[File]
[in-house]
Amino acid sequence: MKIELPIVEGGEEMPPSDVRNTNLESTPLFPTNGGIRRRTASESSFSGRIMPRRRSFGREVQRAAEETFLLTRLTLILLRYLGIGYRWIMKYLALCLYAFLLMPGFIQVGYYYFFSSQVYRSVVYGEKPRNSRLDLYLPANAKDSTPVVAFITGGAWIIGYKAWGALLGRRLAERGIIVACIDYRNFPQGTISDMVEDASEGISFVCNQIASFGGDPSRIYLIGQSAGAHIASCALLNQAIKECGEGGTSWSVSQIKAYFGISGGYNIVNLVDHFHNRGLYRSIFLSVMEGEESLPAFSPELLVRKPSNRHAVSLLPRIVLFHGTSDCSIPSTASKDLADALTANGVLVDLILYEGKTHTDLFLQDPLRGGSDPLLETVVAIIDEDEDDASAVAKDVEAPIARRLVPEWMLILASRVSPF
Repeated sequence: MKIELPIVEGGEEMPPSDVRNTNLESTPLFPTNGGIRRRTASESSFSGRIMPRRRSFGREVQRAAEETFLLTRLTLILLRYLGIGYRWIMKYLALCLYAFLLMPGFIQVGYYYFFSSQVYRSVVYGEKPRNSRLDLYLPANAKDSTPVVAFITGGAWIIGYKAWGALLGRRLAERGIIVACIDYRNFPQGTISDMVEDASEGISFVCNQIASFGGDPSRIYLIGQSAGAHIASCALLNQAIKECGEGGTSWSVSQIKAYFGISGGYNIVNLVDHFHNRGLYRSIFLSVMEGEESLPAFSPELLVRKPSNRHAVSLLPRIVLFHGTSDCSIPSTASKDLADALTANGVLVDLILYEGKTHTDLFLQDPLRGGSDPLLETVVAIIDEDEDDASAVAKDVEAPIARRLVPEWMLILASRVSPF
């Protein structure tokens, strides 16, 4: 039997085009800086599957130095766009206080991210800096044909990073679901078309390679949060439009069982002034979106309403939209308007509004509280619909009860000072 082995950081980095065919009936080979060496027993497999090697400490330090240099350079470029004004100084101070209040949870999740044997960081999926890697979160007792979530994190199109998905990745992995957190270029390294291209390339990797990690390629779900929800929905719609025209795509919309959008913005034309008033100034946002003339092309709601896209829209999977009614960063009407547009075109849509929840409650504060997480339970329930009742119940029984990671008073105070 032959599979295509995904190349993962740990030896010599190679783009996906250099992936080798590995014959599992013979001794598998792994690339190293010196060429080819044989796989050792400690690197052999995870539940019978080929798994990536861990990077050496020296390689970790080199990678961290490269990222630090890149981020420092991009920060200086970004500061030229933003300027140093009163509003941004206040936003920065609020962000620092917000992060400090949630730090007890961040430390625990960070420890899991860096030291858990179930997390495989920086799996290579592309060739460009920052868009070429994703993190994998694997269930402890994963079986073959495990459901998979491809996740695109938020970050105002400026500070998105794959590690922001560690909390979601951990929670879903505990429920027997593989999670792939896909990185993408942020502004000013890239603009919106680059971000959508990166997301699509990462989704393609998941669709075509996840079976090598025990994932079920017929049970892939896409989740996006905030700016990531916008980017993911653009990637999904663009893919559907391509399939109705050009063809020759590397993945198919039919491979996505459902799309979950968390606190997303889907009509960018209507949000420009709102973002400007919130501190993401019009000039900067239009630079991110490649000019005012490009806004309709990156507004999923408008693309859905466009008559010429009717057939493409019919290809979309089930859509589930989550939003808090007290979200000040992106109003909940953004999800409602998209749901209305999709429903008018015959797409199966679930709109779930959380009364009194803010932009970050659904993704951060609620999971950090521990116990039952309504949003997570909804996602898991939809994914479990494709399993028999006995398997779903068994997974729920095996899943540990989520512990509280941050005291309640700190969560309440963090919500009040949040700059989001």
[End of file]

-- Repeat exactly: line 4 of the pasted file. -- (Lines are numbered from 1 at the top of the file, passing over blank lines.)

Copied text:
């Protein structure tokens, strides 16, 4: 039997085009800086599957130095766009206080991210800096044909990073679901078309390679949060439009069982002034979106309403939209308007509004509280619909009860000072 082995950081980095065919009936080979060496027993497999090697400490330090240099350079470029004004100084101070209040949870999740044997960081999926890697979160007792979530994190199109998905990745992995957190270029390294291209390339990797990690390629779900929800929905719609025209795509919309959008913005034309008033100034946002003339092309709601896209829209999977009614960063009407547009075109849509929840409650504060997480339970329930009742119940029984990671008073105070 032959599979295509995904190349993962740990030896010599190679783009996906250099992936080798590995014959599992013979001794598998792994690339190293010196060429080819044989796989050792400690690197052999995870539940019978080929798994990536861990990077050496020296390689970790080199990678961290490269990222630090890149981020420092991009920060200086970004500061030229933003300027140093009163509003941004206040936003920065609020962000620092917000992060400090949630730090007890961040430390625990960070420890899991860096030291858990179930997390495989920086799996290579592309060739460009920052868009070429994703993190994998694997269930402890994963079986073959495990459901998979491809996740695109938020970050105002400026500070998105794959590690922001560690909390979601951990929670879903505990429920027997593989999670792939896909990185993408942020502004000013890239603009919106680059971000959508990166997301699509990462989704393609998941669709075509996840079976090598025990994932079920017929049970892939896409989740996006905030700016990531916008980017993911653009990637999904663009893919559907391509399939109705050009063809020759590397993945198919039919491979996505459902799309979950968390606190997303889907009509960018209507949000420009709102973002400007919130501190993401019009000039900067239009630079991110490649000019005012490009806004309709990156507004999923408008693309859905466009008559010429009717057939493409019919290809979309089930859509589930989550939003808090007290979200000040992106109003909940953004999800409602998209749901209305999709429903008018015959797409199966679930709109779930959380009364009194803010932009970050659904993704951060609620999971950090521990116990039952309504949003997570909804996602898991939809994914479990494709399993028999006995398997779903068994997974729920095996899943540990989520512990509280941050005291309640700190969560309440963090919500009040949040700059989001």